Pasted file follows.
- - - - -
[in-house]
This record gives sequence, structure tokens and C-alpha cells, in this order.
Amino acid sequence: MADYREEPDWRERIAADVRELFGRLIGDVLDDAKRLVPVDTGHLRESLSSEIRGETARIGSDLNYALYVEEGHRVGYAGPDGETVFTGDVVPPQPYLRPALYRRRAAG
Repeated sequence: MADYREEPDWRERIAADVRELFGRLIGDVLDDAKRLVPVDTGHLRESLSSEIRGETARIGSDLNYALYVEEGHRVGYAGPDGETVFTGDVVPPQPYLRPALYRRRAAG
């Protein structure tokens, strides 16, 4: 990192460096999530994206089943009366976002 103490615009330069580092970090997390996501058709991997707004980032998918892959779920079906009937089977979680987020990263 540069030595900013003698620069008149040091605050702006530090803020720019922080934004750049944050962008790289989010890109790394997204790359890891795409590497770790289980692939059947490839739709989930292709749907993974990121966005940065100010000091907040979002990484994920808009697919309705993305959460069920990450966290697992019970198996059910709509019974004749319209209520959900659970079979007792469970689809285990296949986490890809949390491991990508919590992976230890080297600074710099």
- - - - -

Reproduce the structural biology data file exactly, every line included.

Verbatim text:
[in-house]
This record gives sequence, structure tokens and C-alpha cells, in this order.
Amino acid sequence: MADYREEPDWRERIAADVRELFGRLIGDVLDDAKRLVPVDTGHLRESLSSEIRGETARIGSDLNYALYVEEGHRVGYAGPDGETVFTGDVVPPQPYLRPALYRRRAAG
Repeated sequence: MADYREEPDWRERIAADVRELFGRLIGDVLDDAKRLVPVDTGHLRESLSSEIRGETARIGSDLNYALYVEEGHRVGYAGPDGETVFTGDVVPPQPYLRPALYRRRAAG
């Protein structure tokens, strides 16, 4: 990192460096999530994206089943009366976002 103490615009330069580092970090997390996501058709991997707004980032998918892959779920079906009937089977979680987020990263 540069030595900013003698620069008149040091605050702006530090803020720019922080934004750049944050962008790289989010890109790394997204790359890891795409590497770790289980692939059947490839739709989930292709749907993974990121966005940065100010000091907040979002990484994920808009697919309705993305959460069920990450966290697992019970198996059910709509019974004749319209209520959900659970079979007792469970689809285990296949986490890809949390491991990508919590992976230890080297600074710099």